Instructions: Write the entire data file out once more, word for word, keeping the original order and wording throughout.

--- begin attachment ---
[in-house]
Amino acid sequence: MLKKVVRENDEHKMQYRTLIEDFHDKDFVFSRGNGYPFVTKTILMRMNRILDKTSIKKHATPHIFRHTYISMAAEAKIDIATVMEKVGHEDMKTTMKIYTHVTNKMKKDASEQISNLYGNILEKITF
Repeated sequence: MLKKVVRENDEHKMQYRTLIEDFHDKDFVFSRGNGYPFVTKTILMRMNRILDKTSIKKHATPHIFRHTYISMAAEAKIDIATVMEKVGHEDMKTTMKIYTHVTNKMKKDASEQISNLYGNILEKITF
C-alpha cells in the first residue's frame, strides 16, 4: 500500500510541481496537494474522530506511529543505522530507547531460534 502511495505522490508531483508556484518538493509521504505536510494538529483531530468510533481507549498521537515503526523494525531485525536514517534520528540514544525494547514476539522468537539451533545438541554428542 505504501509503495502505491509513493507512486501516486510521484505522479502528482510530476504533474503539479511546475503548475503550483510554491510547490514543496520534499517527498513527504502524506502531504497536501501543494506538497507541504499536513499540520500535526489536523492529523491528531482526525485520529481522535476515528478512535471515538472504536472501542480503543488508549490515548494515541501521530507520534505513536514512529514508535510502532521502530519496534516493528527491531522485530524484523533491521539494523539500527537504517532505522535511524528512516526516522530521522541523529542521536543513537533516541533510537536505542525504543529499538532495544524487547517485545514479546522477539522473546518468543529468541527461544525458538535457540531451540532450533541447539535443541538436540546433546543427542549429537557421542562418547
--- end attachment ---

[in-house]
Amino acid sequence: MLKKVVRENDEHKMQYRTLIEDFHDKDFVFSRGNGYPFVTKTILMRMNRILDKTSIKKHATPHIFRHTYISMAAEAKIDIATVMEKVGHEDMKTTMKIYTHVTNKMKKDASEQISNLYGNILEKITF
Repeated sequence: MLKKVVRENDEHKMQYRTLIEDFHDKDFVFSRGNGYPFVTKTILMRMNRILDKTSIKKHATPHIFRHTYISMAAEAKIDIATVMEKVGHEDMKTTMKIYTHVTNKMKKDASEQISNLYGNILEKITF
C-alpha cells in the first residue's frame, strides 16, 4: 500500500510541481496537494474522530506511529543505522530507547531460534 502511495505522490508531483508556484518538493509521504505536510494538529483531530468510533481507549498521537515503526523494525531485525536514517534520528540514544525494547514476539522468537539451533545438541554428542 505504501509503495502505491509513493507512486501516486510521484505522479502528482510530476504533474503539479511546475503548475503550483510554491510547490514543496520534499517527498513527504502524506502531504497536501501543494506538497507541504499536513499540520500535526489536523492529523491528531482526525485520529481522535476515528478512535471515538472504536472501542480503543488508549490515548494515541501521530507520534505513536514512529514508535510502532521502530519496534516493528527491531522485530524484523533491521539494523539500527537504517532505522535511524528512516526516522530521522541523529542521536543513537533516541533510537536505542525504543529499538532495544524487547517485545514479546522477539522473546518468543529468541527461544525458538535457540531451540532450533541447539535443541538436540546433546543427542549429537557421542562418547